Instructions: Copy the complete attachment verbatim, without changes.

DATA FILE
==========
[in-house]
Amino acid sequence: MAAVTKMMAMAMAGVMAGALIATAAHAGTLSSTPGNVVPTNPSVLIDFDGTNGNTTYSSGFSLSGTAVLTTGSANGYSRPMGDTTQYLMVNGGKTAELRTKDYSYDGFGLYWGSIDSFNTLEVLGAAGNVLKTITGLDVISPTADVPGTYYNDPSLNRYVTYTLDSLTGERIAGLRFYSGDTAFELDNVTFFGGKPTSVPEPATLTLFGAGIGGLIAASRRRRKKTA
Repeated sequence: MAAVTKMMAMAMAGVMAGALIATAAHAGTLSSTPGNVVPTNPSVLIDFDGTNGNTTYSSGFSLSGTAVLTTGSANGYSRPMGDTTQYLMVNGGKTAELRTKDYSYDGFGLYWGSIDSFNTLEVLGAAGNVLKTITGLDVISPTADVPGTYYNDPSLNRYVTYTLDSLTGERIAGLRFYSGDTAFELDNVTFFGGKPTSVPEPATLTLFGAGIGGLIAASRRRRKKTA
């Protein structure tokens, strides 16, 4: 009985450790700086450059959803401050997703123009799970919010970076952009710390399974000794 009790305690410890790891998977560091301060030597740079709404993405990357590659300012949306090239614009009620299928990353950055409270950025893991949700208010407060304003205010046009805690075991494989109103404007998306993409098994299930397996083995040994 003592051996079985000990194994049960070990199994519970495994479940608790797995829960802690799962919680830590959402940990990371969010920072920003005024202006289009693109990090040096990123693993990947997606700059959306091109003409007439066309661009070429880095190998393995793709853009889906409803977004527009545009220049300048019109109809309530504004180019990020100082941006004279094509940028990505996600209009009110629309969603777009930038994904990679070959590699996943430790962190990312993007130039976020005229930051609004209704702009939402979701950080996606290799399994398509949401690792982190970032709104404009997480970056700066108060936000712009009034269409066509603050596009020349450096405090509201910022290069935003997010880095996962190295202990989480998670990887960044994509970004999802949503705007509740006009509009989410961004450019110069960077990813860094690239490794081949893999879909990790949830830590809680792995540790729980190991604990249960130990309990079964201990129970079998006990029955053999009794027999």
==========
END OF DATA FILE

[in-house]
Amino acid sequence: MAAVTKMMAMAMAGVMAGALIATAAHAGTLSSTPGNVVPTNPSVLIDFDGTNGNTTYSSGFSLSGTAVLTTGSANGYSRPMGDTTQYLMVNGGKTAELRTKDYSYDGFGLYWGSIDSFNTLEVLGAAGNVLKTITGLDVISPTADVPGTYYNDPSLNRYVTYTLDSLTGERIAGLRFYSGDTAFELDNVTFFGGKPTSVPEPATLTLFGAGIGGLIAASRRRRKKTA
Repeated sequence: MAAVTKMMAMAMAGVMAGALIATAAHAGTLSSTPGNVVPTNPSVLIDFDGTNGNTTYSSGFSLSGTAVLTTGSANGYSRPMGDTTQYLMVNGGKTAELRTKDYSYDGFGLYWGSIDSFNTLEVLGAAGNVLKTITGLDVISPTADVPGTYYNDPSLNRYVTYTLDSLTGERIAGLRFYSGDTAFELDNVTFFGGKPTSVPEPATLTLFGAGIGGLIAASRRRRKKTA
């Protein structure tokens, strides 16, 4: 009985450790700086450059959803401050997703123009799970919010970076952009710390399974000794 009790305690410890790891998977560091301060030597740079709404993405990357590659300012949306090239614009009620299928990353950055409270950025893991949700208010407060304003205010046009805690075991494989109103404007998306993409098994299930397996083995040994 003592051996079985000990194994049960070990199994519970495994479940608790797995829960802690799962919680830590959402940990990371969010920072920003005024202006289009693109990090040096990123693993990947997606700059959306091109003409007439066309661009070429880095190998393995793709853009889906409803977004527009545009220049300048019109109809309530504004180019990020100082941006004279094509940028990505996600209009009110629309969603777009930038994904990679070959590699996943430790962190990312993007130039976020005229930051609004209704702009939402979701950080996606290799399994398509949401690792982190970032709104404009997480970056700066108060936000712009009034269409066509603050596009020349450096405090509201910022290069935003997010880095996962190295202990989480998670990887960044994509970004999802949503705007509740006009509009989410961004450019110069960077990813860094690239490794081949893999879909990790949830830590809680792995540790729980190991604990249960130990309990079964201990129970079998006990029955053999009794027999």